A. In the case of a pure optical input (zero metal connection), this does block leakage current, but it does not block phase-noise affects. The optical connection is like any other isolator: jitter on the input is transmitted down the fiber and shows up at the receiver. If the receiver reclocks the data with a local clock, you still have the effects of the ground plane-noise from the data causing threshold changes on the reclocking circuit, thus overlaying on top of the local clock.

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2 hours ago, plissken said:

Which I also offer to you. I've made a proof of concept video showing how this can be done in real-time with me in another room swapping cabling while you listen.


We aren’t listening to the switch in your experiment. Rather the buffer. 
 

Wouldn’t we achieve the same with a WiFi USB dongle?

Music will play after we pull that connection.  
 

Do you accept to do it this way ? If no, why not ?

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7 hours ago, barrows said:

The upstream clock in the switch is gone and technically cannot have any further influence on the sound quality once the file data is in the downstream buffer, and the Ethernet cable is unplugged.  The clock in the switch is not "embedded" in the data somehow, that clock is long gone when the data is in the downstream buffer, as data in a buffer has no clock reference at that point.  John Swenson has speculated that upstream clock phase noise does matter to downstream playback, but this can only happen when the Ethernet cable is in place (and is still unproven speculation).


To simplify, we can keep this related to fiber transfer. My understanding is fiber solves problem one, solved by the etherRegen. (Ref. White paper). 

Your statement above is more interesting to verify and understand better, as John says otherwise. 
 

This is all about understanding clock threshold jitter, and how it’s being affected further down the chain. 


We will just have to wait until the new products is ready for released. My understanding is he’s quite busy now. (Hopefully he has finished Sonore new products?)

 

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1 hour ago, plissken said:

and getting as much xfer speed as possible (802.11AX or 802.3ae).

Not sure with paper says anything about speed.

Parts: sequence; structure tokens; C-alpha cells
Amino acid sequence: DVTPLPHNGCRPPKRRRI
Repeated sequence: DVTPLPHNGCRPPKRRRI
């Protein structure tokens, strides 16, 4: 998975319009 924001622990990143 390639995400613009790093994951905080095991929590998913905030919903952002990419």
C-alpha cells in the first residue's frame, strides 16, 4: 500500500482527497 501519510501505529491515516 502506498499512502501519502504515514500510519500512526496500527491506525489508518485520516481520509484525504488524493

..as you said:

On 10/14/2020 at 9:41 PM, plissken said:

Considering that 100mbit is ~11 times overkill for 24/192 PCM data...


The only reason someone is promoting 10GB, is the expectation of less jitter. And we’re not 100% sure if there may be other effects we don’t see, (or hear😀). Examples effects of higher power demands. 

Reports say 10GB SFP+ sounds worse. And Finisar data sheets don’t show jitter measurements, as they do with some SFP data sheets. 

 

Even if buffers was the salvation, those that doesn’t have huge buffers (which is many), must still rely on the best possible Ethernet connection. And to 2000 ears, it has happened by the use of etherRegen. 
 

@plissken

Wouldn't it be same sound in your system if you added an USB disk to that PC, instead of network?

Should save you the hassle of unplugging the cable.

 

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19 minutes ago, barrows said:

There is nothing "embedded" in the data when it goes into a receiving buffer, the data is perfect, and it contains nothing in terms of clocking, as their is no clock in the buffer, just the perfect data and nothing else.

What size is the buffer in opticalRendu and it must have neen a good reason copied it to microRendu 1.5 ?
By size, I suppose time is interesting to, but I think I have sound one or two seconds after pulling the plug.

Any reason not to make the buffer bigger ? 

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1 hour ago, R1200CL said:

We aren’t listening to the switch in your experiment. Rather the buffer.

 

Trust me when I and others tell you this: YOU ARE ALWAYS LISTENING TO THE BUFFER.

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1 hour ago, R1200CL said:

What size is the buffer in opticalRendu and it must have neen a good reason copied it to microRendu 1.5 ?
By size, I suppose time is interesting to, but I think I have sound one or two seconds after pulling the plug.

Any reason not to make the buffer bigger ? 

Buffer size used depends on the transfer protocol used (RAAT, DLNA, NAA, LMS) the are all different.  And some, like LMS allow for some adjustment of that.

That said, after having experimented with buffer sizes in the LMS settings, I struggled to hear any difference at all, to the point that the differences I might have heard could just as easily been imaginary.  If there were differences, there was certainly no clear conclusion: in other words, longer/bigger buffering was not superior.